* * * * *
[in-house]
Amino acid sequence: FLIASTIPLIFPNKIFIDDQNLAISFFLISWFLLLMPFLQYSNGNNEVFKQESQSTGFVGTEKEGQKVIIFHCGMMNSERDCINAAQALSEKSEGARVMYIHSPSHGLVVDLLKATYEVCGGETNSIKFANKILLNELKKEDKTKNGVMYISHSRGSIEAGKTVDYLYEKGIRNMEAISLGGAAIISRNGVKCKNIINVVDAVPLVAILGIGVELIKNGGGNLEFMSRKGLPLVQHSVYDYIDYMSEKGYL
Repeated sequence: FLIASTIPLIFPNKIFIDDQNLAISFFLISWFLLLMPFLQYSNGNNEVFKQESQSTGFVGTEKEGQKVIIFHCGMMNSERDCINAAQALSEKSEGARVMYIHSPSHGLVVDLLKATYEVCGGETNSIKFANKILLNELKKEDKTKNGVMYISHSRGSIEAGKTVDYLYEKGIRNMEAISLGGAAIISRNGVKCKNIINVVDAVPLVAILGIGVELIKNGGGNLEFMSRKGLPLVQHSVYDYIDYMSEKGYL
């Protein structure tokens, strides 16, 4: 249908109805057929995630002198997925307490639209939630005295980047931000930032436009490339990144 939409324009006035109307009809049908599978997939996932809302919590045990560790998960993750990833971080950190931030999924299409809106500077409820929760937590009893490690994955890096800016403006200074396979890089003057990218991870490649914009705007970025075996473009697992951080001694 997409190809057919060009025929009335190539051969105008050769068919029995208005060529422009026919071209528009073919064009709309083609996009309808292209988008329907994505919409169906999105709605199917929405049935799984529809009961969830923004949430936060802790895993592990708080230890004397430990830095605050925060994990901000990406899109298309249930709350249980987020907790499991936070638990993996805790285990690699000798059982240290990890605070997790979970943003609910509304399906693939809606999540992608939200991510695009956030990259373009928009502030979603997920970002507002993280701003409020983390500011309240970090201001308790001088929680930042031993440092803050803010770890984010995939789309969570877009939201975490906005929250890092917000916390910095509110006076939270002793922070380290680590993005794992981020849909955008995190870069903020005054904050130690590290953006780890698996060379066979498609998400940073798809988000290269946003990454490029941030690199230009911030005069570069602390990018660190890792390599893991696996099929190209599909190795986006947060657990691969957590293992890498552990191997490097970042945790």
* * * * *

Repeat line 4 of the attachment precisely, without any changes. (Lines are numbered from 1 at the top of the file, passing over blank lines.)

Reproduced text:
């Protein structure tokens, strides 16, 4: 249908109805057929995630002198997925307490639209939630005295980047931000930032436009490339990144 939409324009006035109307009809049908599978997939996932809302919590045990560790998960993750990833971080950190931030999924299409809106500077409820929760937590009893490690994955890096800016403006200074396979890089003057990218991870490649914009705007970025075996473009697992951080001694 997409190809057919060009025929009335190539051969105008050769068919029995208005060529422009026919071209528009073919064009709309083609996009309808292209988008329907994505919409169906999105709605199917929405049935799984529809009961969830923004949430936060802790895993592990708080230890004397430990830095605050925060994990901000990406899109298309249930709350249980987020907790499991936070638990993996805790285990690699000798059982240290990890605070997790979970943003609910509304399906693939809606999540992608939200991510695009956030990259373009928009502030979603997920970002507002993280701003409020983390500011309240970090201001308790001088929680930042031993440092803050803010770890984010995939789309969570877009939201975490906005929250890092917000916390910095509110006076939270002793922070380290680590993005794992981020849909955008995190870069903020005054904050130690590290953006780890698996060379066979498609998400940073798809988000290269946003990454490029941030690199230009911030005069570069602390990018660190890792390599893991696996099929190209599909190795986006947060657990691969957590293992890498552990191997490097970042945790």